Ultimately, the strategies with the highest potential impact, such as truly novel synthetic pathways using alternative feedstocks, are still somewhat embryonic and need further development. An example is green ethylene produced from green hydrogen and captured carbon dioxide.

Ethylene is a heavy emitter of carbon dioxide. There are several ways to capture carbon in this process. While carbon capture from ethylene production is expensive, our analysis shows that the cost of implementing and operating CCS/CCU pre-combustion or post-combustion technology can be offset, depending on the level of carbon tax applied in a region. In the case of the EU ETS applying a carbon price of more than USD 100/ton, this would lead to a net benefit for both the environment and operational economics (on certain projects, depending on feasibility of carbon storage or re-use costs).

Many of these approaches can be economically applied today in regulating incentive structures to begin moving the decarbonization needle. Your mileage will vary, of course, depending on company size, industry segment, location, and level of investment available. But as we have seen from our recent work, these seven reduction strategies across Scope 1 and Scope 2 are being applied with an immediate impact.

On average, an estimated 70-80% of greenhouse gas emissions in the chemical industry are Scope 3. Scope 3 include supply chain related emissions – regulation is tightening and reduction strategies throughout the supply chain will soon be mandatory. The EU Supply Chain Law promotes sustainable corporate behavior across the global value chain through sustainability due diligence. The directive requires companies to introduce and report in line with mandatory EU sustainability reporting standards and provide external assurance of sustainability information. With the proposed reporting requirements of the Corporate Sustainability Reporting Directive (CSRD), primary environmental data from impact-heavy suppliers will become a must-have. Similarly, in the US, the SEC has proposed a set of rules which will require the disclosure of GHG emissions from upstream and downstream activities, if the these can be considered "material" or if the registrant has set a GHG emissions target/goal that includes Scope 3 emissions.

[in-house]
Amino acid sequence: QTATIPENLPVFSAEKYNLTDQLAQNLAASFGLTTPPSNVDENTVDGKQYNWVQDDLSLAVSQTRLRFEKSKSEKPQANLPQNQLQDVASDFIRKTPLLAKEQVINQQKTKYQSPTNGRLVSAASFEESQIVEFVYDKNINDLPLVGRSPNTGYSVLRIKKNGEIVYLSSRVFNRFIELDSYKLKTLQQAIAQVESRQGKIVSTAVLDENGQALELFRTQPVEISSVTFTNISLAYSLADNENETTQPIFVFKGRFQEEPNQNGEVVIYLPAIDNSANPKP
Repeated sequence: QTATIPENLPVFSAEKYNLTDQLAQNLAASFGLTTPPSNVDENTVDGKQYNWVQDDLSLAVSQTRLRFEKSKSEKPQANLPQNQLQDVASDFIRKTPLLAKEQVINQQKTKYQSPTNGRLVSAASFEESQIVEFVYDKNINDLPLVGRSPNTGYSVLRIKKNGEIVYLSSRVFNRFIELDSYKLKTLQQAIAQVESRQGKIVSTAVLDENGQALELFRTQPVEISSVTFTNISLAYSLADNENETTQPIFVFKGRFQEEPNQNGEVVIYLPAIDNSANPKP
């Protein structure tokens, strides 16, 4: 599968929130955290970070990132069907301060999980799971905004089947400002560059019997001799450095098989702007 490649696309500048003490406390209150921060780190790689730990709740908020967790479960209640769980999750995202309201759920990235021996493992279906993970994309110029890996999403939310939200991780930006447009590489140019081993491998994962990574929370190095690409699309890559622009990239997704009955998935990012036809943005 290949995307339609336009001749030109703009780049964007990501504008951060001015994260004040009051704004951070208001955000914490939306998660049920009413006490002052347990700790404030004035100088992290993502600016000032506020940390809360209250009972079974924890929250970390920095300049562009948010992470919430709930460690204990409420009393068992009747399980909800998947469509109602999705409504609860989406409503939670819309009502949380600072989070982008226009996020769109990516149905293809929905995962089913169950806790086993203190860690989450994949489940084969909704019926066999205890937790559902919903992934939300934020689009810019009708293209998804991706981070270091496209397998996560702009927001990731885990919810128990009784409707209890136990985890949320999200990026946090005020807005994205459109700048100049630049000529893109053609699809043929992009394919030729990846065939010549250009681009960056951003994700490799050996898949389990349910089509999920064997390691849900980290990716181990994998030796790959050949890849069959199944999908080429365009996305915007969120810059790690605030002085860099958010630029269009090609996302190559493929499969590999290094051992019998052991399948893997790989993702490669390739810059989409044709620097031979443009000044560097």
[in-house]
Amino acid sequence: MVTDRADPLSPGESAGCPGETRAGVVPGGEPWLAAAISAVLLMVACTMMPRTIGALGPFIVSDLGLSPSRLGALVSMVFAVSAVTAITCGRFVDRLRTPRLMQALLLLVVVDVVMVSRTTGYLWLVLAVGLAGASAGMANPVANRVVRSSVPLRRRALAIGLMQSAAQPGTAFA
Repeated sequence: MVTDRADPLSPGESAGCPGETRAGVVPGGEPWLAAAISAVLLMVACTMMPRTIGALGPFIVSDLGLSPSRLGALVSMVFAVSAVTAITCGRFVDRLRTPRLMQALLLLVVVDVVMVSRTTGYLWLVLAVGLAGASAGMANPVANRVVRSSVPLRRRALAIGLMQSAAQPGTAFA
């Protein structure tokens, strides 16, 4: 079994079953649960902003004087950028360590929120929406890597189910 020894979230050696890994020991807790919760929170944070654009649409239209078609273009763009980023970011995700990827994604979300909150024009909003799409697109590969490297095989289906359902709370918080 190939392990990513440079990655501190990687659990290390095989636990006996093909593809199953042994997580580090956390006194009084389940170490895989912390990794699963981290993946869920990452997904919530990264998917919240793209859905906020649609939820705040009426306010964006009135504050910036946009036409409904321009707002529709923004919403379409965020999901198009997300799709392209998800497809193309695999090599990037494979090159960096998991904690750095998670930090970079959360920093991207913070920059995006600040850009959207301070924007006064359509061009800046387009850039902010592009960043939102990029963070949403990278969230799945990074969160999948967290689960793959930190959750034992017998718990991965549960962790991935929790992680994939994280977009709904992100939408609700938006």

In the chemicals industry, Scope 3 emissions are typically highest for purchased goods and services (Scope 3.1) and direct use-phase emissions of sold products (Scope 3.11). For the latter, emissions will remain high for near-/mid-term future but are expected to reduce dramatically in the longer run, if fully green energy (often: electricity) is used. We believe significant efforts need to be taken, together with suppliers, to reduce Scope 3.1 in the shorter term and to identify opportunities for Scope 3.11 to bridge time until full and truly green electrification of use-phase are achieved.

Roland Berger has developed methodologies to holistically reduce a company's scope 3 emissions – meaningful impact can be achieved with supplier engagement and partnership. Segmenting and prioritizing your suppliers based on their carbon contribution and decarbonization maturity forms the basis for said engagement and partnership. Customized reduction targets are co-developed with all prioritized suppliers, in line with both your corporate decarbonization roadmap and industry benchmarks. We jointly detail engagement strategies with prioritized suppliers to ensure their commitment to the emission reduction roadmap, and an implementation roadmap complete with action plans, KPIs and incentives to drive change.